2.6.1 Open Specification for Pretty Good Privacy (openpgp) BOF

Minutes of the Open-PGP BOF Meeting

Reported by Rodney Thayer <rodney@sabletech.com> and Jeff Harrell <jeff@pgp.com>

There were approximately 100-150 people at the meeting. The roster was passed around and signed. Charles Breed, Dave Del Torto, and Jon Callas moderated the meeting.

There is a mailing list and a web site. To subscribe to the mailing list, send a message to ietf-open-pgp-request@imc.org with "subscribe" in the message body. The web site is at <http://www.imc.org/ietf-open-pgp>. There is one draft published now, draft-ietf-pgp-formats00.txt, located in the email archive at the web site.

Charles Breed did a presentation on the reasoning behind PGP, Inc. wanting to release control to the IETF standards process. It was made clear that the three representatives from PGP, Inc. were speaking as representatives and not simply as individuals.

There was a presentation and discussion of what this WG would do. The goals are to draft a description of the PKI details, message formats, and algorithm choices to be used with the PGP technology. It was stated that the intent is that this WG would learn from recent experiences of other IETF WG's with respect to goals and process, specifically the TLS and IPsec groups. It was estimated that the WG process would take 18-24 months, possibly sooner.

Possible Extensions/Additional Functionality:
· message format
· use of new algorithms
· cert structure
· enhanced PKI
· Trust model extensions
· the name of the final spec ("open pgp" is the working name)
· X.509 interoperability
· structure of PGP id strings
· MIME rfc 2015 integration

It was asked if we need an API and this was discussed some, it was concluded this is a point for discussion since there was not consensus either way as to it's relevance, and was to move to the list.

We then had a (lengthy) discussion of why the IETF should have a third PKI-related working group, the other two being PKIX and SPKI. The Area Director spoke up and explained that these all have different goals, the goal of Open-PGP relating to immediate deployment, etc.

The proposed charter was then discussed. There was some debate about the "strong cryptography" references in the charter. Rodney Thayer said the group should document what we mean by 'strong' and 'weak.' Charles said roughly that 40-bit crypto is weak, and 128-bit is strong, this will be moved to the list.

It was discussed that the PGP technology (certs, functions, PKI) can be used for many things other than just internet mail; such as real time client authentication for SSL; store and forward like EDI, and file encryption.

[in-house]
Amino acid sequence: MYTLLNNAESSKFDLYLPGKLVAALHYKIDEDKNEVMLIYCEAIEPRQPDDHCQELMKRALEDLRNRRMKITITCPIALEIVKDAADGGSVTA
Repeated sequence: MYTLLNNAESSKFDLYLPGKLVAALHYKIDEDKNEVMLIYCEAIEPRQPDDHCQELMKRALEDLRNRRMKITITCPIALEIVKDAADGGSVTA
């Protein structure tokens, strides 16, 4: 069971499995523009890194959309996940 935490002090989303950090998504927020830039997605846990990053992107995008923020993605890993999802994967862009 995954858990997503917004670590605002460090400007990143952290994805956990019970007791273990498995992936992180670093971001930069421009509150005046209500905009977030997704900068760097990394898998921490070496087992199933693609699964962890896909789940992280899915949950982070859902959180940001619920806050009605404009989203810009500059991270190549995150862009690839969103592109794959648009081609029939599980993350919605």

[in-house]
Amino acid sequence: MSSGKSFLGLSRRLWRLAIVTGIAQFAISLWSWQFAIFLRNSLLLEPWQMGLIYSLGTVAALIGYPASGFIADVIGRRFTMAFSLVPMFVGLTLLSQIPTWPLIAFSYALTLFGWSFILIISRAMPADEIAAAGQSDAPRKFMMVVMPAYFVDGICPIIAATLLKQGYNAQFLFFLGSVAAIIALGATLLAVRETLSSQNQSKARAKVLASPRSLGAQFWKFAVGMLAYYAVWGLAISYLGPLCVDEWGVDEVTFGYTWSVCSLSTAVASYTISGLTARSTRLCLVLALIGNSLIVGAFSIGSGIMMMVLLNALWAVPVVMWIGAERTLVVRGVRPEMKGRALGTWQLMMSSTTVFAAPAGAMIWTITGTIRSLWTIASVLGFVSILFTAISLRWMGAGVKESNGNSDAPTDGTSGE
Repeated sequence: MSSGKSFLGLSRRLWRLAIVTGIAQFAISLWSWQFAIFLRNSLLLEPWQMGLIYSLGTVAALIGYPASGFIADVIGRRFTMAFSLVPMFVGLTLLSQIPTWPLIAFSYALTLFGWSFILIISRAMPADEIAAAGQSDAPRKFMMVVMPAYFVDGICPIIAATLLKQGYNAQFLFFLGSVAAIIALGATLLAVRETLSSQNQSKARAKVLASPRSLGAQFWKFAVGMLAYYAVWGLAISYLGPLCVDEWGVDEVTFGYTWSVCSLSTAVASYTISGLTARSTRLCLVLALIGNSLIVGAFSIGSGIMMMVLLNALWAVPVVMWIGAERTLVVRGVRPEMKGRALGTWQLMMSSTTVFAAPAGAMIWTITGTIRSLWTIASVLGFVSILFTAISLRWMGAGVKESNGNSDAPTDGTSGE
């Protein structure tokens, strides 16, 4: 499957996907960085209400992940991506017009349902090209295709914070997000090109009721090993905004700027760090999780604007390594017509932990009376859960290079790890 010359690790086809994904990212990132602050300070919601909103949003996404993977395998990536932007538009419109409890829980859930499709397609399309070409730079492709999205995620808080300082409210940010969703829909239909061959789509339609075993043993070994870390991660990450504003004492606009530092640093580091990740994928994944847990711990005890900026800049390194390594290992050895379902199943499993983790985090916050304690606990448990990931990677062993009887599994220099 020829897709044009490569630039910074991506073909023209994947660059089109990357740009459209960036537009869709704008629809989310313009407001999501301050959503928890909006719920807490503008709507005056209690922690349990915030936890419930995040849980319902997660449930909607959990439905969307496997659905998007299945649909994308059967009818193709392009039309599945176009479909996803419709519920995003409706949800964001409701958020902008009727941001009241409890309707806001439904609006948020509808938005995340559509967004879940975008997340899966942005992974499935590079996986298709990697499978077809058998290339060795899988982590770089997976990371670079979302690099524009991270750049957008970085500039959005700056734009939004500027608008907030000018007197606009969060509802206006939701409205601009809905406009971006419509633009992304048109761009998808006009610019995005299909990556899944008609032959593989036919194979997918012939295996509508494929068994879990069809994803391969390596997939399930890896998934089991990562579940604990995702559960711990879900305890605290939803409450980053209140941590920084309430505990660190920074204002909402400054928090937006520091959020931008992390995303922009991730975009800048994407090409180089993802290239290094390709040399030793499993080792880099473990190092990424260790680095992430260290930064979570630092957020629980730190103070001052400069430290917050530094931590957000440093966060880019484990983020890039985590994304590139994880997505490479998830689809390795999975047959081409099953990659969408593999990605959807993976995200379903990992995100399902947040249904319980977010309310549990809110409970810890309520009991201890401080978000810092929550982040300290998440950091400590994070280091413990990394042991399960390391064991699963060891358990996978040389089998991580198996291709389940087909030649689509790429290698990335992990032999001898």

Question on what 'freely available and unencumbered' algorithms are; Charles answered no trademarks or copyrights; proven strong algorithms without royalties/contracts; DH (ElGamal variant), etc.

Question on what we mean by the term 'PGP,' what are we doing to make the PGP system itself unencumbered (since it uses RSA/IDEA, etc.); we've been concerned with that too. Now uses CAST/DSA/DH, which are unencumbered (it seemed that the audience was not aware of this and was pleased. We're already addressing that, and need to document that now so others can interoperate. We will continue to document extensions to PGP. Plan is that in 18-24 months, the group will be satisfied with Open-PGP as a system. Jon said we need to get questions and ideas in now because it will be harder once it's a standard, 'before the concrete sets.'

Concern was raised that Open-PGP 'mutating into an unmanageable beast.' Group discussion resulted in, "It's not, we're trying to extend the install base. Adding trust model extensions; refinements, is a natural progression, not a total rewrite."

Support voiced from various people; good move to Open-PGP; PGP is a used product; it has had success in the past. Would like to see timestamping, trusted 3rd parties signing with PGP formats (VeriSign, etc.)

Jeff Schiller asked, "how many people think we need to worry about a solution that will meet regulations in all countries?" Not many people raised their hands, and Jeff said we should move forward without worrying about government policies.

We should strive for flexibility; MUST INEROPERATE (says Jeff S.)

Charles talked about message recovery being better than key escrow, a suitable technical solution. Upon public key pair creation, it can be required to have the key bound to another half from the corporation or entity so that both outbound and inbound messages can be read by the corporation or government entity.

Goal is a deployable, usable spec which is implementable in a 'reasonable time,' overwhelming response.

The AD queried the audience and there was overwhelming agreement that there should be an Open PGP Working Group.

Attendees List

go to list

Previous PageNext Page